Daniel Griswold, director of the Cato Institute's Center for Trade Policy Studies and author of Mad About Trade: Why Main Street America Should Embrace Globalization, maps the course to broader and more effective U.S. trade in new paper.
In July 2010 Congress passed the U.S. Manufacturing Enhancement Act, otherwise known as the miscellaneous tariff bill (MTB), which unilaterally suspends duties on hundreds of imported goods of special interest to U.S. manufacturing companies. The bill marked a modest step forward for trade liberalization and offers a blueprint for future trade policy.
For the past three decades a number of MTBs have been enacted that grant temporary relief, typically for three years, to U.S. manufacturers and other producers forced to pay duties that drive up the cost of imported inputs, such as chemicals and specialty parts. The bills have been relatively noncontroversial because the tariffs usually involve products no longer made in the United States, so there are no protected domestic competitors to oppose their suspension.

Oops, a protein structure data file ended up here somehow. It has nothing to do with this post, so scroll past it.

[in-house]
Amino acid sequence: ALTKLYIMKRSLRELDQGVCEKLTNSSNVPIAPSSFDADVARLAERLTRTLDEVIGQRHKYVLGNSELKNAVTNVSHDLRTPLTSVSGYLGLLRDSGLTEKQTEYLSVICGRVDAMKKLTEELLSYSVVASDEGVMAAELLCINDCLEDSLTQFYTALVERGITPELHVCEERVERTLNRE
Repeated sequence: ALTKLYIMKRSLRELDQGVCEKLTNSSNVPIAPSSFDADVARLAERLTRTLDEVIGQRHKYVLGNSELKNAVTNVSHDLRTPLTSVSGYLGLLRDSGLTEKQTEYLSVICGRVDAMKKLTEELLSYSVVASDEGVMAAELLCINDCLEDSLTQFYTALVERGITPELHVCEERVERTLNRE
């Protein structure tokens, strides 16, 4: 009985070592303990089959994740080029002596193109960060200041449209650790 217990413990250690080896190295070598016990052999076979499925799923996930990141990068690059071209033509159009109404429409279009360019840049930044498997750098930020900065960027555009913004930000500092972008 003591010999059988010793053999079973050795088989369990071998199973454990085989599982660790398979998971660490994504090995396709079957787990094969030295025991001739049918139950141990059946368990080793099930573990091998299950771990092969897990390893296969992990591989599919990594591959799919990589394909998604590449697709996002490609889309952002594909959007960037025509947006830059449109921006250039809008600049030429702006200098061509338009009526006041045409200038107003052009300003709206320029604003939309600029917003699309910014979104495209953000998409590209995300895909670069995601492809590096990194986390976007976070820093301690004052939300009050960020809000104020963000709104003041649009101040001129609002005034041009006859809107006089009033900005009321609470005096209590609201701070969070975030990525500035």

The lack of domestic competition makes it easier to pass the tariff suspensions in an MTB, but it also limits their economic effectiveness. Eliminating tariffs on goods also made in the United States would have the added benefit of reducing inefficient domestic production and thus releasing capital and labor for more productive uses.
To build on the successful MTB process, Congress should consider tariff suspensions of more than $500,000 a year, which is the current limit for individual suspensions, and make all suspensions permanent so that Congress will not need to renew a suspension after three years. Congressional leaders should state clearly that tariff suspensions are not earmarks but rather reductions in harmful, discriminatory taxes.
More broadly, Congress should consider unilateral, permanent suspensions of tariffs that are controversial so that efficiency gains can be realized in production and not just consumption. Congress should attach a sunset provision to all current tariffs so that they are systematically reexamined for the potential damage they are inflicting on American consumers and producers, including U.S. manufacturers.